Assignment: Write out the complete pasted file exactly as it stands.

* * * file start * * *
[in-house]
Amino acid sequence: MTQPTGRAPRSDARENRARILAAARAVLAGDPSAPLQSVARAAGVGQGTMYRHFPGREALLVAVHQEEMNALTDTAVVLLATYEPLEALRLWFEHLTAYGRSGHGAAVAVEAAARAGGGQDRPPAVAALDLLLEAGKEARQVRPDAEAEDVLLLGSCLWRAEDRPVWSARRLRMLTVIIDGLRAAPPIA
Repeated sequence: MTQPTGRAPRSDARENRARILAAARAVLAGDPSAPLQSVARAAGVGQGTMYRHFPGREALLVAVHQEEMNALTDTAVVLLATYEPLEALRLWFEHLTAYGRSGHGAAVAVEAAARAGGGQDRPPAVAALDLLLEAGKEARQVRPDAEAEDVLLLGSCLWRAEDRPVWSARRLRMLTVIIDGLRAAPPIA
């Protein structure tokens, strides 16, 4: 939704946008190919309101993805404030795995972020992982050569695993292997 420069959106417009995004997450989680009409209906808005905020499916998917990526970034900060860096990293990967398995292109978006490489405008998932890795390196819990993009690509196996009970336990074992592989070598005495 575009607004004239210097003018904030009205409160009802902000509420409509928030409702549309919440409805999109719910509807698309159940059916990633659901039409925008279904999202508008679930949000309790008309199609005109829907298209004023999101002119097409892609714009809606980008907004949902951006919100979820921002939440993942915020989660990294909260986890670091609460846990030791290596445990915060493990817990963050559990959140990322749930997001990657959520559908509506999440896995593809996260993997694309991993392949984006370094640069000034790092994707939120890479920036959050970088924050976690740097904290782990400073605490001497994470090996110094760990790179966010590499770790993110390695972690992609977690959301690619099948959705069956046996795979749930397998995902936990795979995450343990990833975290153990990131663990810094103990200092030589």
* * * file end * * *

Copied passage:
[in-house]
Amino acid sequence: MTQPTGRAPRSDARENRARILAAARAVLAGDPSAPLQSVARAAGVGQGTMYRHFPGREALLVAVHQEEMNALTDTAVVLLATYEPLEALRLWFEHLTAYGRSGHGAAVAVEAAARAGGGQDRPPAVAALDLLLEAGKEARQVRPDAEAEDVLLLGSCLWRAEDRPVWSARRLRMLTVIIDGLRAAPPIA
Repeated sequence: MTQPTGRAPRSDARENRARILAAARAVLAGDPSAPLQSVARAAGVGQGTMYRHFPGREALLVAVHQEEMNALTDTAVVLLATYEPLEALRLWFEHLTAYGRSGHGAAVAVEAAARAGGGQDRPPAVAALDLLLEAGKEARQVRPDAEAEDVLLLGSCLWRAEDRPVWSARRLRMLTVIIDGLRAAPPIA
């Protein structure tokens, strides 16, 4: 939704946008190919309101993805404030795995972020992982050569695993292997 420069959106417009995004997450989680009409209906808005905020499916998917990526970034900060860096990293990967398995292109978006490489405008998932890795390196819990993009690509196996009970336990074992592989070598005495 575009607004004239210097003018904030009205409160009802902000509420409509928030409702549309919440409805999109719910509807698309159940059916990633659901039409925008279904999202508008679930949000309790008309199609005109829907298209004023999101002119097409892609714009809606980008907004949902951006919100979820921002939440993942915020989660990294909260986890670091609460846990030791290596445990915060493990817990963050559990959140990322749930997001990657959520559908509506999440896995593809996260993997694309991993392949984006370094640069000034790092994707939120890479920036959050970088924050976690740097904290782990400073605490001497994470090996110094760990790179966010590499770790993110390695972690992609977690959301690619099948959705069956046996795979749930397998995902936990795979995450343990990833975290153990990131663990810094103990200092030589």